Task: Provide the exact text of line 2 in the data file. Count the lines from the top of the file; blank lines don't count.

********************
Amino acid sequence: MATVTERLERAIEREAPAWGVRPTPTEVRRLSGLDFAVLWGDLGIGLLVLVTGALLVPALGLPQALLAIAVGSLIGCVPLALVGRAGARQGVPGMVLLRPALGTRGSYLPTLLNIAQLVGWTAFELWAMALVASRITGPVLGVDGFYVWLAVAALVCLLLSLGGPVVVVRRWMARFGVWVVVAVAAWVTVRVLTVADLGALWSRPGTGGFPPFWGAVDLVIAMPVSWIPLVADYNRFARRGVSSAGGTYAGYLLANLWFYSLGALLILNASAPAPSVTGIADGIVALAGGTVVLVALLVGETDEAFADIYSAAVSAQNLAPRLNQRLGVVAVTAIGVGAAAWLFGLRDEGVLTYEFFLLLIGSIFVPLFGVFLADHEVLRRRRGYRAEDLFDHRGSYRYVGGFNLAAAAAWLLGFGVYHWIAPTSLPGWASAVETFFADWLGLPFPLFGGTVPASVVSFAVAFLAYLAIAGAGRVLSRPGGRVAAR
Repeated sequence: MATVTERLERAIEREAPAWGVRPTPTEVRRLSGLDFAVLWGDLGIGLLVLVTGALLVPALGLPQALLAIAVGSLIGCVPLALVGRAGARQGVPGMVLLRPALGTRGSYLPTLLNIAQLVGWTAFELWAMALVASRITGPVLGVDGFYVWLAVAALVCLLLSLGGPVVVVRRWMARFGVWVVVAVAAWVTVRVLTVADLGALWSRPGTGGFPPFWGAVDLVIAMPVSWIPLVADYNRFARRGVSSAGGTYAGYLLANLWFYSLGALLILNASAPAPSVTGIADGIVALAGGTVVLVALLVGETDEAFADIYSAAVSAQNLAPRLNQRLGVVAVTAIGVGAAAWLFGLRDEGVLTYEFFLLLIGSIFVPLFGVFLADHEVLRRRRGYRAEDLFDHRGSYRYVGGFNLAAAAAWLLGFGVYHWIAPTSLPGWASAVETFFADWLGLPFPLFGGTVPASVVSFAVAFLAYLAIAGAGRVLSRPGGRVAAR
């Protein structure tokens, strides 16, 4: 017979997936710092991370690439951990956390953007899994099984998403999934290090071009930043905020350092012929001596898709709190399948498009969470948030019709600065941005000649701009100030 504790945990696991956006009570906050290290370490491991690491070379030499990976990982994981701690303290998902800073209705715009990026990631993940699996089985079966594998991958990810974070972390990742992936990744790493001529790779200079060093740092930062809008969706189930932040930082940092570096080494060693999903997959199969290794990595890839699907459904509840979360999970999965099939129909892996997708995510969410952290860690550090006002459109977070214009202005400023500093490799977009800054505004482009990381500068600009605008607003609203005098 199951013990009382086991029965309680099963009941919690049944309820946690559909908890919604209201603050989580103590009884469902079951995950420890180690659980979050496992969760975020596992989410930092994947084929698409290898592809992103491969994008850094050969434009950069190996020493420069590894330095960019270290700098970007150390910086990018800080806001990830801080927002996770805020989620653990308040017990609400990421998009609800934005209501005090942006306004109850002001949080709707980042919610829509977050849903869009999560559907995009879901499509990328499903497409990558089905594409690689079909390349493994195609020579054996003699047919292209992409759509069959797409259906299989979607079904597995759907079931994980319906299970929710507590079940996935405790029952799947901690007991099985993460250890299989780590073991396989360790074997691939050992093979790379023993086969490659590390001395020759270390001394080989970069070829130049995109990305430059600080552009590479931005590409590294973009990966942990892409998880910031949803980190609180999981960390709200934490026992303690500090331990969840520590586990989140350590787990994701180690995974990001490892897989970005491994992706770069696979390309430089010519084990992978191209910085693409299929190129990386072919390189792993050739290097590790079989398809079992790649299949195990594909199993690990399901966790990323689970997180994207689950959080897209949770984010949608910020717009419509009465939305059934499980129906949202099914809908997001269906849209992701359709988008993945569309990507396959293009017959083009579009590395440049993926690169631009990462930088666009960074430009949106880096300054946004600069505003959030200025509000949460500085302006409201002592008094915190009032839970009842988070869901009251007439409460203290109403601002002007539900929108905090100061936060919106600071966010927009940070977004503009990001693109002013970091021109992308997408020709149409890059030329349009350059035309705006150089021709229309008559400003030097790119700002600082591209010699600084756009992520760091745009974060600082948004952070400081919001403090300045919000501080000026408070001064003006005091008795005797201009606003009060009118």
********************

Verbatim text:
Repeated sequence: MATVTERLERAIEREAPAWGVRPTPTEVRRLSGLDFAVLWGDLGIGLLVLVTGALLVPALGLPQALLAIAVGSLIGCVPLALVGRAGARQGVPGMVLLRPALGTRGSYLPTLLNIAQLVGWTAFELWAMALVASRITGPVLGVDGFYVWLAVAALVCLLLSLGGPVVVVRRWMARFGVWVVVAVAAWVTVRVLTVADLGALWSRPGTGGFPPFWGAVDLVIAMPVSWIPLVADYNRFARRGVSSAGGTYAGYLLANLWFYSLGALLILNASAPAPSVTGIADGIVALAGGTVVLVALLVGETDEAFADIYSAAVSAQNLAPRLNQRLGVVAVTAIGVGAAAWLFGLRDEGVLTYEFFLLLIGSIFVPLFGVFLADHEVLRRRRGYRAEDLFDHRGSYRYVGGFNLAAAAAWLLGFGVYHWIAPTSLPGWASAVETFFADWLGLPFPLFGGTVPASVVSFAVAFLAYLAIAGAGRVLSRPGGRVAAR